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The Euthyphro And The Republic Essay

1817 words - 7 pages

The Euthyphro and The Republic

I. In the Euthyphro, Euthyphro himself gives three proposals of piety. First, the pious is to prosecute the wrongdoer and the impious is not to prosecute the wrongdoer. Socrates disputes this example as lacking generality. He believed that in order to define piety, one had to find the form that made all pious acts pious. An example of a pious act does not in turn define piety. Euthyphro’s second attempt stated that the pious is loved by the gods, while the impious was hated by them. Again, Socrates objects, saying that although it passed the generality requirement, there was no conformity among the objects dear to the gods. After all, the gods had different opinions as did humans. Euthyphro then tries to modify his second attempt by narrowing the requirement to what is loved by all gods or hated by all gods. Socrates deflates this notion as well. He questions wether the pious is loved because the gods love it, or do the gods love it because it is loved. To be loved is a quality given by an act of love. The mere fact of being loved by a god does not give meaning to piety or make the act pious. The point was to find out what a pious act is before declaring it to be god-loved. Euthyphro’s third proposal was to say that piety is a knowledge of how to give to, and beg from the gods, or a part of justice concerned with care of the gods. However, Socrates was pretty blunt in pointing out that the gods lack nothing a human could provide, therefore making those acts of prayer or sacrifice, nothing but for the pleasure of the gods. The acts would then fit under what is beloved by the gods, which was already defeated as the second proposal. The definition of justice was left for a later discussion in the Republic.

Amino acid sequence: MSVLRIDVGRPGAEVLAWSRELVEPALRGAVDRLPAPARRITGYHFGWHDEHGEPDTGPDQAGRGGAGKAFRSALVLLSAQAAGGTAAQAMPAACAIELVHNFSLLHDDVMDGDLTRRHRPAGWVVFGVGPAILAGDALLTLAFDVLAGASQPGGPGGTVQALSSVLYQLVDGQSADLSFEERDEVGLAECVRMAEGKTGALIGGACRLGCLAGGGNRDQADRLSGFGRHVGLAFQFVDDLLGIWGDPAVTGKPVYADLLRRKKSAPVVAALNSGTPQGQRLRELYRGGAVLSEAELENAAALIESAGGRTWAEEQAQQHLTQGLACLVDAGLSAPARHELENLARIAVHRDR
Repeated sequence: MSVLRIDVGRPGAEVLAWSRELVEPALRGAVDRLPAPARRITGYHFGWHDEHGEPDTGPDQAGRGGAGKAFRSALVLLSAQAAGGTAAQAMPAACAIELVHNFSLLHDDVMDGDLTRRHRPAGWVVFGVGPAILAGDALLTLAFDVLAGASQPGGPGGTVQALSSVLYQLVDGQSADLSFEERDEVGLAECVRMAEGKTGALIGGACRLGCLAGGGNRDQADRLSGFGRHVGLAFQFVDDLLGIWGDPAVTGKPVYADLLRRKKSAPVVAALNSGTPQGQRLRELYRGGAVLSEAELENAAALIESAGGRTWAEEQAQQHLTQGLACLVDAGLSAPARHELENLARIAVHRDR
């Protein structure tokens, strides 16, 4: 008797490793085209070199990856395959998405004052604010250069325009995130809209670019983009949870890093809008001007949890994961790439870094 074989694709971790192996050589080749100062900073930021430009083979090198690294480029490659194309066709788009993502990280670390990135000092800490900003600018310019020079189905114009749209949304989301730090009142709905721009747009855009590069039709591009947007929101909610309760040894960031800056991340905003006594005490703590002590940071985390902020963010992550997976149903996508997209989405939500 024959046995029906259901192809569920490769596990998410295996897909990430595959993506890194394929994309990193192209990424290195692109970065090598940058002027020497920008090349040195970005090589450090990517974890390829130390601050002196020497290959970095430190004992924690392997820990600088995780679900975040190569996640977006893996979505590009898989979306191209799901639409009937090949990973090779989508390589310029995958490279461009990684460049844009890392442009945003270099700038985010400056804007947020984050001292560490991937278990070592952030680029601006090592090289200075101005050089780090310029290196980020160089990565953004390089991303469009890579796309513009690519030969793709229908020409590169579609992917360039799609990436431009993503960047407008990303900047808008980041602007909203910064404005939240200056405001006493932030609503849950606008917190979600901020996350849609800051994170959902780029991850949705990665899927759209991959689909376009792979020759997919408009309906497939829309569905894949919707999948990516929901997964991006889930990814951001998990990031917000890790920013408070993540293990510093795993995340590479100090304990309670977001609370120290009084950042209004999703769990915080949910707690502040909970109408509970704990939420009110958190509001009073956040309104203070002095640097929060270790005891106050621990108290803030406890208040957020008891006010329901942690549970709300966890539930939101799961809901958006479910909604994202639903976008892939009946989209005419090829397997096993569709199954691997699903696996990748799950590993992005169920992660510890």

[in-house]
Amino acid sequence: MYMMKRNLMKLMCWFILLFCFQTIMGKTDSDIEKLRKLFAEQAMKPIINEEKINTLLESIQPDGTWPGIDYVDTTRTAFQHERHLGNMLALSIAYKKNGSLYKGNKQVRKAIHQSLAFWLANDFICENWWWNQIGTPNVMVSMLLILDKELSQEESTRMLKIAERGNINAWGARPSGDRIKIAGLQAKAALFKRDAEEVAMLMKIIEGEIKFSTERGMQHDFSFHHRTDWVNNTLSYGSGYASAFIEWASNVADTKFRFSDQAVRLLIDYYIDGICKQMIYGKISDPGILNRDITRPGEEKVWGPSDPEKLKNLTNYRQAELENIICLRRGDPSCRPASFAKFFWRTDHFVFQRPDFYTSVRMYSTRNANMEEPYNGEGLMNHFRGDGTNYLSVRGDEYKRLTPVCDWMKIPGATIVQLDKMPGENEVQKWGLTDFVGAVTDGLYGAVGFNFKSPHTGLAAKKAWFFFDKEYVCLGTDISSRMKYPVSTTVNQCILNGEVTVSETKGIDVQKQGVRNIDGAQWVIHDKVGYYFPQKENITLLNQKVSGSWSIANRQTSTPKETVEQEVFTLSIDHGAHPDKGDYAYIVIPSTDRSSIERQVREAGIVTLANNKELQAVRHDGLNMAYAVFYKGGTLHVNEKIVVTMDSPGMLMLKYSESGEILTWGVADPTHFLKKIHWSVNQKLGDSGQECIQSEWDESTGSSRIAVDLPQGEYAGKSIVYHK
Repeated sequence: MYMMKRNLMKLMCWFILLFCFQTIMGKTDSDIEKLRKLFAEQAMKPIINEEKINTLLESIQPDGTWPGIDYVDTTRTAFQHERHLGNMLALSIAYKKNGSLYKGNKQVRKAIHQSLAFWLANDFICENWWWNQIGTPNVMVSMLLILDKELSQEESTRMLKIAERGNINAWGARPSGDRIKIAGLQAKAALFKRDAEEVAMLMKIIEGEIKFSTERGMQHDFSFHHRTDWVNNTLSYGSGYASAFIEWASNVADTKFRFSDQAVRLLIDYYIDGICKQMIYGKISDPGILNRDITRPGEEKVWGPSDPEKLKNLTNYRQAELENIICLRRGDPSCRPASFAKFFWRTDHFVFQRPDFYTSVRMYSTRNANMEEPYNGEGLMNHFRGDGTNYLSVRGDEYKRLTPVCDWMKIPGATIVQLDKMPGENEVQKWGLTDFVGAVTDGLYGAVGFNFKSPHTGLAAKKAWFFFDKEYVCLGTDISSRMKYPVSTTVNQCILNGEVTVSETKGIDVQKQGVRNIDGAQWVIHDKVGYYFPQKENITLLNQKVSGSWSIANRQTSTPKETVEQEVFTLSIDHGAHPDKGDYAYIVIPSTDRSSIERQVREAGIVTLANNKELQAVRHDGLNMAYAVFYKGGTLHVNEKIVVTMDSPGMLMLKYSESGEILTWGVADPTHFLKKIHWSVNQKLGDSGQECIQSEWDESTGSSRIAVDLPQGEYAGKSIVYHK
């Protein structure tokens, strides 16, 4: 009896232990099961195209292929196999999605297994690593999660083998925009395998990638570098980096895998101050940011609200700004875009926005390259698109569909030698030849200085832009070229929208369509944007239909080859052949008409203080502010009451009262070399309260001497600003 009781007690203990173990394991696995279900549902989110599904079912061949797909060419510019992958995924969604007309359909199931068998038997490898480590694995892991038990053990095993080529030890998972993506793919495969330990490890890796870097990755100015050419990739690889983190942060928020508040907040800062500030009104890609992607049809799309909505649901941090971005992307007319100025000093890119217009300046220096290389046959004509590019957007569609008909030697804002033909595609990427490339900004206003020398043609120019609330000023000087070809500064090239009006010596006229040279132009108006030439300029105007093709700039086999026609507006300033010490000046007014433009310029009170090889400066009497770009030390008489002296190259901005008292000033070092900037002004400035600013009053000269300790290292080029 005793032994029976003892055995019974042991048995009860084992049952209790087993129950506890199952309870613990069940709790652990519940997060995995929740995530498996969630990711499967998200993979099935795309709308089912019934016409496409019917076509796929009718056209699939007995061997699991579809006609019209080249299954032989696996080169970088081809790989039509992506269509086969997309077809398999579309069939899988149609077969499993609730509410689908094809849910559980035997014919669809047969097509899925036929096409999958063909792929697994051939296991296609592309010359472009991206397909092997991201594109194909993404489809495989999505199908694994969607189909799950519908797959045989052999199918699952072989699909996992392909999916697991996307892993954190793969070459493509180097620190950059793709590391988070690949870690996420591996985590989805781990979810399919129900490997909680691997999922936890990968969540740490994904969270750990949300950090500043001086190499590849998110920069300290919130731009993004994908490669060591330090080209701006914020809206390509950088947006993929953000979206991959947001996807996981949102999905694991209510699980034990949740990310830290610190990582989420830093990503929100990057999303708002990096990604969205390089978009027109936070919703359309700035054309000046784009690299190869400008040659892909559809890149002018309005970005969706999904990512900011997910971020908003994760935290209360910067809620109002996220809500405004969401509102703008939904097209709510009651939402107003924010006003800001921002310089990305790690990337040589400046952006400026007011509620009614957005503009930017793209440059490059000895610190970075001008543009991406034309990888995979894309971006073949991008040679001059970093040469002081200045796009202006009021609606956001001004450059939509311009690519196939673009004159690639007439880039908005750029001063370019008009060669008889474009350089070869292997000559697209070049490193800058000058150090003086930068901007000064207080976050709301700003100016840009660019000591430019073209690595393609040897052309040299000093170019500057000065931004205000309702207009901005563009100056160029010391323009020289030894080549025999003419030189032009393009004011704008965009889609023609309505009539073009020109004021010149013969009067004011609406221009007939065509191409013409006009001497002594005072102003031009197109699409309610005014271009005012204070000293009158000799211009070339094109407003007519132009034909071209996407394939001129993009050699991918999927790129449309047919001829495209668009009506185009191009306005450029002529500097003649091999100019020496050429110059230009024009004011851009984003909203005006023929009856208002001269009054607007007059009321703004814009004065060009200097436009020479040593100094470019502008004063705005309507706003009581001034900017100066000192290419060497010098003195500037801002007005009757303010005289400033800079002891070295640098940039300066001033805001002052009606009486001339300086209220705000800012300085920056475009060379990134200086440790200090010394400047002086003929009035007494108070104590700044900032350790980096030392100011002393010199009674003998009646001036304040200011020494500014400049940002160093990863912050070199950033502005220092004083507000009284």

In the Republic, the first attempt at defining justice was by the father of Polemarchus, Cephalus, who believed that speaking the truth and paying off one’s debts made one just. Quickly, Socrates asked wether it would be just to return a gun owed to a friend out of his mind, who had originally lent the gun when he was sane. Those involved in the discussion agreed on the need for further refinements to the original statement, but before they could continue a gentleman by the name of Thrasymachus wanted to interject and force Socrates to give his definition of justice. After Socrates states that he doesn’t know and would like to learn, Thrasymachus then says that justice is nothing other than the advantage of the stronger, the stronger being the established rule. Socrates’ rebuttal was to say that the ruler actually rules for the benefit of his subjects, the ones he is craftsman of. For to be a ruler is a craft and a craft was established as that which provides what is advantageous to it’s subject. Then to continue their discussion, Socrates wanted to address Thrasymachus’ view of wether the life of an unjust person is better, or more profitable, than that of a just one. Thrasymachus...

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